Intel’s combination of innovative breadth and manufacturing depth has allowed it to solve many complex problems. For example, Intel has taken the fundamental concepts of cellular networks proposed by Bell Labs in the 1960s and helped turn them into today’s digital infrastructure—from the cloud, through the network, and to the edge of the massively complex 5G ecosystems that are being deployed. Intel’s recent pioneering innovations for 5G infrastructure include the only microprocessor with built-in AI functionality; its first system-on-a-chip for 5G base stations; its first 5G structured ASIC; and its first 5G optimized network adapter.
Intel also engages in cutting-edge inventions in a variety of other fields, including quantum computing, where the company is creating a pathway to move this new technology out of a lab and into a commercial system. Intel has conducted groundbreaking research on spin qubits, which resemble single-electron transistors and may be able to operate at slightly higher temperatures than superconducting qubits. Intel also has developed (in collaboration with others) a first-of-its-kind cryogenic control chip that will allow the industry to scale the development and production of quantum computing systems. All this technology development requires both disruptive inventions and innovative products.
Intel is not alone in doing the hard work. Intel and other leading companies regularly push the barrier of what’s possible because they are both inventors and innovative manufacturers. This dual role is especially important in our industry to form the technology foundation that numerous other innovative companies build on. The U.S. economy depends on many visionary companies to both invent and produce highly complex products that compete in global markets.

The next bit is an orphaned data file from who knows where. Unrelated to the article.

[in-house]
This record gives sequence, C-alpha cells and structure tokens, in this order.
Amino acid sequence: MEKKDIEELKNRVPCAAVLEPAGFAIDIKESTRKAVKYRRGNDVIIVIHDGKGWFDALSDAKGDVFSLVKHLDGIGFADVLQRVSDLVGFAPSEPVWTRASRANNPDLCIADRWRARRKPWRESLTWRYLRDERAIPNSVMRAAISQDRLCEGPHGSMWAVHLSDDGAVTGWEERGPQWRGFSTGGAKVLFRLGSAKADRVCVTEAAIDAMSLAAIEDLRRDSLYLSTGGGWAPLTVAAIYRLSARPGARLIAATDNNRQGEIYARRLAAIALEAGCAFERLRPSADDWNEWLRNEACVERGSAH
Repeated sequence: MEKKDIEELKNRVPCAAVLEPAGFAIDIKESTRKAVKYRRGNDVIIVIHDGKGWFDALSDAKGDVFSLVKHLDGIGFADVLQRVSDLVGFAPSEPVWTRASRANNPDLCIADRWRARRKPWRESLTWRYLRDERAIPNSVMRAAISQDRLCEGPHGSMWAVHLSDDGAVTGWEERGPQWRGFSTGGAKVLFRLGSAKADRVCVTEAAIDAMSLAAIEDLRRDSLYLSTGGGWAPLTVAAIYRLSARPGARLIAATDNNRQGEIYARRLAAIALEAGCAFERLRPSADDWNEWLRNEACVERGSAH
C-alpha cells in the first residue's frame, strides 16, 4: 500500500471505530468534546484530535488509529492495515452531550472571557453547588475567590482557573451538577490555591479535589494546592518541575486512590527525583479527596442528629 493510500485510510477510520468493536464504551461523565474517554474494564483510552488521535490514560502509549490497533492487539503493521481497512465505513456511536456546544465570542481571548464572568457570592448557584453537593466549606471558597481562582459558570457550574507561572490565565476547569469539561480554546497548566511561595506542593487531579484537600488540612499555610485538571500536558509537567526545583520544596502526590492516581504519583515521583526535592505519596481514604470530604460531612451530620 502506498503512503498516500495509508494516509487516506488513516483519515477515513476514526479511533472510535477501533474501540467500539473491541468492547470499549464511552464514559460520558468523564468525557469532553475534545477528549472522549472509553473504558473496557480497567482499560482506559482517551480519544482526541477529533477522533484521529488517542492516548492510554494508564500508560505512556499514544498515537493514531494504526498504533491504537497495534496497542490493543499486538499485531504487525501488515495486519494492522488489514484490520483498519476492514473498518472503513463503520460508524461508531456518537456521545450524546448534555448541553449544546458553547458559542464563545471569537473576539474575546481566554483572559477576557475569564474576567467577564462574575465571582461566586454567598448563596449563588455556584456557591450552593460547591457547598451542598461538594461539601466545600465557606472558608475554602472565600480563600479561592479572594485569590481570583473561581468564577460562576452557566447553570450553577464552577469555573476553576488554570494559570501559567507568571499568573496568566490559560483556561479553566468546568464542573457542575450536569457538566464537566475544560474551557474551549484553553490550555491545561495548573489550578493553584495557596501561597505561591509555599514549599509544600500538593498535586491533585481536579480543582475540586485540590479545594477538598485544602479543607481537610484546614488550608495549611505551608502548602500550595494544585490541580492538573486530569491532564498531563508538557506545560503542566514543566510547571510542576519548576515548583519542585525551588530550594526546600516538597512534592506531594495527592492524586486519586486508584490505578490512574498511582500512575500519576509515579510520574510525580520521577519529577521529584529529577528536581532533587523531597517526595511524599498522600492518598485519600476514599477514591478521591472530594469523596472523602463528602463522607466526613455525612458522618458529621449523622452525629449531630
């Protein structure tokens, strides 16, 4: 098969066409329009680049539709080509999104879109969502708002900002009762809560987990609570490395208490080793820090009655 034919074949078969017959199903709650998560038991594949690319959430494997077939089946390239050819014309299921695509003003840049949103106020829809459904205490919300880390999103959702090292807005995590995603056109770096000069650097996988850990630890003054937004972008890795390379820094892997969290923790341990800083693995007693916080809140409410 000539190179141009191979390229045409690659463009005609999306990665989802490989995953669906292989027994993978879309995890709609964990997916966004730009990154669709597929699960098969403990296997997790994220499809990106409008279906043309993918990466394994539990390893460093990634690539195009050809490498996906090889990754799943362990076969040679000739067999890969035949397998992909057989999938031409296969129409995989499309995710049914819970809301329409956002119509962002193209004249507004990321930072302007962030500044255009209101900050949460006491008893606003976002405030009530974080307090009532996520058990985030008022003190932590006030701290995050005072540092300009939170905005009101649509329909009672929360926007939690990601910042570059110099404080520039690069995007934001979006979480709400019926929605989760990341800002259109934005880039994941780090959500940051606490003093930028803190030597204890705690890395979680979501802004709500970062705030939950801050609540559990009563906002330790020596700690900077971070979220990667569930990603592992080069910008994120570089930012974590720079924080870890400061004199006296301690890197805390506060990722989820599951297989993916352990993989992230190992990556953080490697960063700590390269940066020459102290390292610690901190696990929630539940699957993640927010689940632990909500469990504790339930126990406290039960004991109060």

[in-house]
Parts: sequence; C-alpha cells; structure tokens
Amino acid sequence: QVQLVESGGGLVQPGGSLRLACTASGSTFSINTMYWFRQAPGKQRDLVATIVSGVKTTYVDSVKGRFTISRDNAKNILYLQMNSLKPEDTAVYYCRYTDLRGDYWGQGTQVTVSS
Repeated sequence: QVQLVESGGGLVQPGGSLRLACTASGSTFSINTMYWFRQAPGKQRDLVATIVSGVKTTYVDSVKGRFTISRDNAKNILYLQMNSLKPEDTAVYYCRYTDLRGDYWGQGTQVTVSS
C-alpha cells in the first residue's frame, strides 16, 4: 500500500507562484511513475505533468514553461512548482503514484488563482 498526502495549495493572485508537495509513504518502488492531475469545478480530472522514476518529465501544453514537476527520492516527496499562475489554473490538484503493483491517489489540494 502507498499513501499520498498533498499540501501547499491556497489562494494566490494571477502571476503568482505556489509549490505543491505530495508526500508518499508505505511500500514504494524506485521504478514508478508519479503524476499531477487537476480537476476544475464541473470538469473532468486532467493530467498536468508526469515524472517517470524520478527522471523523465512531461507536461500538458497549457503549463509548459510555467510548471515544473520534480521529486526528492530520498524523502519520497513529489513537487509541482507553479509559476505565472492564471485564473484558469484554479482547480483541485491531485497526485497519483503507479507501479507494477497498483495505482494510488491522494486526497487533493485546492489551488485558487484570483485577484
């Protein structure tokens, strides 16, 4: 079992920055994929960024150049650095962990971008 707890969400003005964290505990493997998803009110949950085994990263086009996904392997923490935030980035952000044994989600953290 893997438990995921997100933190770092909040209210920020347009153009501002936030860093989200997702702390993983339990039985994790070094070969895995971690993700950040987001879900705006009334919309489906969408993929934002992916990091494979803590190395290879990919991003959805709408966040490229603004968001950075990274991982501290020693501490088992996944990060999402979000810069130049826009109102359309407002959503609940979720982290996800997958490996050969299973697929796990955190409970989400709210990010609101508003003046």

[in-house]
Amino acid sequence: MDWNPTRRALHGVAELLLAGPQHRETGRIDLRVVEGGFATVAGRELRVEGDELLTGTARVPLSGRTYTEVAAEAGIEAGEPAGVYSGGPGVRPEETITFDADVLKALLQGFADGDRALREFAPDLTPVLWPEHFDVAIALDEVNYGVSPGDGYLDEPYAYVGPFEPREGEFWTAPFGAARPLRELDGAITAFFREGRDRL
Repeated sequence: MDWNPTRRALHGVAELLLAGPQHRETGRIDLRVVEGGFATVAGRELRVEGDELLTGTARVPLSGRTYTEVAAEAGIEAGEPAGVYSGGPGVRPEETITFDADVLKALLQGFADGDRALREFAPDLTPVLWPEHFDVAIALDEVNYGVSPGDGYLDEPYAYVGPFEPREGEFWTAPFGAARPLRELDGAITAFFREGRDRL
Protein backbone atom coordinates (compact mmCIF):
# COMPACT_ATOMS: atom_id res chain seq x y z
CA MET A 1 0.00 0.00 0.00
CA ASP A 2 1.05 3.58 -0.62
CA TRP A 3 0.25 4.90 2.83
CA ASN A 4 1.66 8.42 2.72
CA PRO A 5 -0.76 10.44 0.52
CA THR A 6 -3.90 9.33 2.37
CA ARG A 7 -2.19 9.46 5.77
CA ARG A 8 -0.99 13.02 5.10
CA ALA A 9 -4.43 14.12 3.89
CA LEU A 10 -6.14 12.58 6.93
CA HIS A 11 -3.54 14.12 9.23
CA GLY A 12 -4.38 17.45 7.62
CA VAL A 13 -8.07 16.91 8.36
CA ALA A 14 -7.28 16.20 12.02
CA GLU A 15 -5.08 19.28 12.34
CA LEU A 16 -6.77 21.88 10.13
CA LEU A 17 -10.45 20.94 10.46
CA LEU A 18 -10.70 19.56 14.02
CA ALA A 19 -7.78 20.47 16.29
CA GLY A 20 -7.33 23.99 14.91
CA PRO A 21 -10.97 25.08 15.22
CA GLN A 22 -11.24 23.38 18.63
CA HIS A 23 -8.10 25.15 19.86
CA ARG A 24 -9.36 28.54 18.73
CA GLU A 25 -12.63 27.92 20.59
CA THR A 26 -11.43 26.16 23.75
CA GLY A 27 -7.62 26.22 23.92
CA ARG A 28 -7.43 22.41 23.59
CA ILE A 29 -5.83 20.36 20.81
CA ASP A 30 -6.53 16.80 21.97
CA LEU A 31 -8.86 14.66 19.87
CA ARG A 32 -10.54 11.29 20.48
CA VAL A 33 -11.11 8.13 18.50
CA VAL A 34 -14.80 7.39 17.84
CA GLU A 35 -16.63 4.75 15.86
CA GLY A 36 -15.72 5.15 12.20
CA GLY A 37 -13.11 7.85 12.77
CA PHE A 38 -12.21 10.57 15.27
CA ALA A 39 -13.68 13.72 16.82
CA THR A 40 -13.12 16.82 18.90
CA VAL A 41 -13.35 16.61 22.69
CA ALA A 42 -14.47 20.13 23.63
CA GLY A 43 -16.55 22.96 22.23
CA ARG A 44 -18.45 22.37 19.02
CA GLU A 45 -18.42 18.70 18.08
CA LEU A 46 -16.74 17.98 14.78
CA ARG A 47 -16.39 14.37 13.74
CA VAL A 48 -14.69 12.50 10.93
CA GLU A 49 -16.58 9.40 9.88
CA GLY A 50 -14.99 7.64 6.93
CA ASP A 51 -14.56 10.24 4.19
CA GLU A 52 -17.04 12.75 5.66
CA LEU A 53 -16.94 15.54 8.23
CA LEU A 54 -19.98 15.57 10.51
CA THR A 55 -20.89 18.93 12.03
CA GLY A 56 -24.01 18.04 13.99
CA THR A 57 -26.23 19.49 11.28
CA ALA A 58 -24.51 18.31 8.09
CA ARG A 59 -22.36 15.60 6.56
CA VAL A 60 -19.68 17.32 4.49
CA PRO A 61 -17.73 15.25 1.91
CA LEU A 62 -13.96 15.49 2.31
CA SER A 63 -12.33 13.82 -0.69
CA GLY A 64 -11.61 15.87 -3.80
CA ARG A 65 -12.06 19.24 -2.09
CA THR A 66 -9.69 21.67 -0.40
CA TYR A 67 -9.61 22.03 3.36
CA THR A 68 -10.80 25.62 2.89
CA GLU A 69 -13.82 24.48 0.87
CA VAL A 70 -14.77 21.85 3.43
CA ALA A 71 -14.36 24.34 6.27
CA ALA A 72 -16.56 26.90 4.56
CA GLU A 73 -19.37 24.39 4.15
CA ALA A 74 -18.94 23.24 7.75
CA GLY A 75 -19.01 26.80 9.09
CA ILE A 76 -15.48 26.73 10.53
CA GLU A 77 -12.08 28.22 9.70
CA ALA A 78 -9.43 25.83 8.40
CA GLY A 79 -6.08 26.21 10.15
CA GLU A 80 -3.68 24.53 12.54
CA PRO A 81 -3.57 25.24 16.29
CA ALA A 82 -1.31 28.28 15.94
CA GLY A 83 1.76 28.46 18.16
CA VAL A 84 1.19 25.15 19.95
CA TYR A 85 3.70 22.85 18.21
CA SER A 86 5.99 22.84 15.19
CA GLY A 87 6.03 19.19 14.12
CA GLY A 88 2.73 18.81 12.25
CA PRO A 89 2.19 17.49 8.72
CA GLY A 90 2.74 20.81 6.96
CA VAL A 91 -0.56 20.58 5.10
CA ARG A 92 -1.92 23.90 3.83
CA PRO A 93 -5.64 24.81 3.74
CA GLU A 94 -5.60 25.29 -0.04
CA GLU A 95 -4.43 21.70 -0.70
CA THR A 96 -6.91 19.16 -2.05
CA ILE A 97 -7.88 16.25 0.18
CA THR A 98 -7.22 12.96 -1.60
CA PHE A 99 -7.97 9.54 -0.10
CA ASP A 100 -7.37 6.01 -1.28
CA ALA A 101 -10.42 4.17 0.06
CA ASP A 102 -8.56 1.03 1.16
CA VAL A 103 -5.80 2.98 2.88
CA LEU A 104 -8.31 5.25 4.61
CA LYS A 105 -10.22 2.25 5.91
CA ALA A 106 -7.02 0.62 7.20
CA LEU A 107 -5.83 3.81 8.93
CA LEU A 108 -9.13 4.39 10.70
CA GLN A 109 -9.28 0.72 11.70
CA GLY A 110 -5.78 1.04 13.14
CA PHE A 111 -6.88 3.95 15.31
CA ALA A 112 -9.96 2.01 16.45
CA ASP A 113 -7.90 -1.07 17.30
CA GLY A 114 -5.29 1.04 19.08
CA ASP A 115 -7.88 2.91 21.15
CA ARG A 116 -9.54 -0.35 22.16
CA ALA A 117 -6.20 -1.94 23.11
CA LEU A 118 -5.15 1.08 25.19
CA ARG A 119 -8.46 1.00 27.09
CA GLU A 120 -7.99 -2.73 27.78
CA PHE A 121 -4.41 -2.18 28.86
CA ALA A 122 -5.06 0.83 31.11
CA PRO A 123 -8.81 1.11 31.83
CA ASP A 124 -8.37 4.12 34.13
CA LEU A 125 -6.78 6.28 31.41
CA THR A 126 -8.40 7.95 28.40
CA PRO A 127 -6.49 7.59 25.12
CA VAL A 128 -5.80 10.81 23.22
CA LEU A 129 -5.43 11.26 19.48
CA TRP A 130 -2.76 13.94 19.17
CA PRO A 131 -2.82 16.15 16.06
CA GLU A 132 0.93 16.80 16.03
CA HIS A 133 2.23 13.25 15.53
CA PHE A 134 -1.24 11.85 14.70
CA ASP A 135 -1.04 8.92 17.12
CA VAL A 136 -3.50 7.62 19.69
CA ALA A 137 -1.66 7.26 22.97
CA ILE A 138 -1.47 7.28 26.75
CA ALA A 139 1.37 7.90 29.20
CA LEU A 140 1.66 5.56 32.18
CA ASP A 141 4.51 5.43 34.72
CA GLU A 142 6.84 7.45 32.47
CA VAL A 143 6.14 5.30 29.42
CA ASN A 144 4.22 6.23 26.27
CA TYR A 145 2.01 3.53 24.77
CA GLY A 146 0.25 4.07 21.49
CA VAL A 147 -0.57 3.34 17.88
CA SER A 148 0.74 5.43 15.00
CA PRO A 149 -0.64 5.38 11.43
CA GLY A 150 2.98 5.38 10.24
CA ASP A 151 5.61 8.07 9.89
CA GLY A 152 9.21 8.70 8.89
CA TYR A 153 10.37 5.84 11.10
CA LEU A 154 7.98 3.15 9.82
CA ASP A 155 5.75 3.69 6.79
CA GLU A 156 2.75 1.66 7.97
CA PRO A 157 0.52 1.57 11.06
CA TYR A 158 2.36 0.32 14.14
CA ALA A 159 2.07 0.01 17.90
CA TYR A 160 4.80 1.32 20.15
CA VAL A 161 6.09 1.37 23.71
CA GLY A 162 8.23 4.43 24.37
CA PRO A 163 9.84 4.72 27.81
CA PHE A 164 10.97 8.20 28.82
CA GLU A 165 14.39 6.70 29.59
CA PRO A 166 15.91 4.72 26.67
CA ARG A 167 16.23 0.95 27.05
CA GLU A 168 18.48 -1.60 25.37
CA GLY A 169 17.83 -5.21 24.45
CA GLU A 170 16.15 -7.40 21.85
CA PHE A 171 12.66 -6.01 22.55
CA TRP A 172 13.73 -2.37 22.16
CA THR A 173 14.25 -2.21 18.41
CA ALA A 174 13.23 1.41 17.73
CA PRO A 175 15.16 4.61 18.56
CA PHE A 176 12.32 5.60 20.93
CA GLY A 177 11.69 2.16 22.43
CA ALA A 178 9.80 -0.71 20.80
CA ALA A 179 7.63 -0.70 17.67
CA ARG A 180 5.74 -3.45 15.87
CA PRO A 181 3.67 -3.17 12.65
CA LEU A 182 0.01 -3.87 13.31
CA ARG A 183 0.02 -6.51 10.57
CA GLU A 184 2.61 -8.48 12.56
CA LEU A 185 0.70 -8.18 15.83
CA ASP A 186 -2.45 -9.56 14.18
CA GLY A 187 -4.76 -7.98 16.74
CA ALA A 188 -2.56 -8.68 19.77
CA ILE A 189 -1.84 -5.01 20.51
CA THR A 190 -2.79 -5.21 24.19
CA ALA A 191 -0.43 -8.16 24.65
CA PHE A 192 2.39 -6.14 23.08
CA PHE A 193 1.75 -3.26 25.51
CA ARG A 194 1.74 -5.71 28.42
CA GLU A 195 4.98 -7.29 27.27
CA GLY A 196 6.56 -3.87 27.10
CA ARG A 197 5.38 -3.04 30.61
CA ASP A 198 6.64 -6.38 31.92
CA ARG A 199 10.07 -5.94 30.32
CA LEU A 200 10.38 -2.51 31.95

It is thus simply false that a small subset of self-proclaimed, narrowly defined “innovators” deserves the bulk of the credit and most of the royalty revenue for modern technological products. No person or company is entitled to profit for the inventive work of others. Of course, all inventors deserve a reasonable reward for what they invent. But nothing about the sole act of inventing a piece of technology should allow a company to usurp the inventions of others. Companies that make the business decision to focus on patent licensing for revenue should not be afforded special privileges or protections over inventors that choose other business models.
Often, the greatest creation of economic value arises from the hard work of designing and building innovative products that many people want to buy. Policymakers should, therefore, recognize the innovator/implementer dichotomy for what it is: propaganda intended to degrade and devalue some of the most inventive companies, promoted by a few that have chosen not to do that hard work.
 The “innovator” vs. “implementer” myth is so widespread that some companies even rely on it as supposedly established industry fact in legal proceedings. See, e.g., Federal Trade Comm’n v. Qualcomm, Inc., No.19-16122, Dkt. 9 (July 8, 2019) (“[T]here are three kinds of cellular-related businesses: (1) innovators, which develop and patent cellular technologies; (2) companies that make the modem chips that allow mobile devices to communicate with cellular networks; and (3) original equipment manufacturers (OEMs)—such as Samsung and Apple—which incorporate those chips and other patented technologies into mobile devices.”).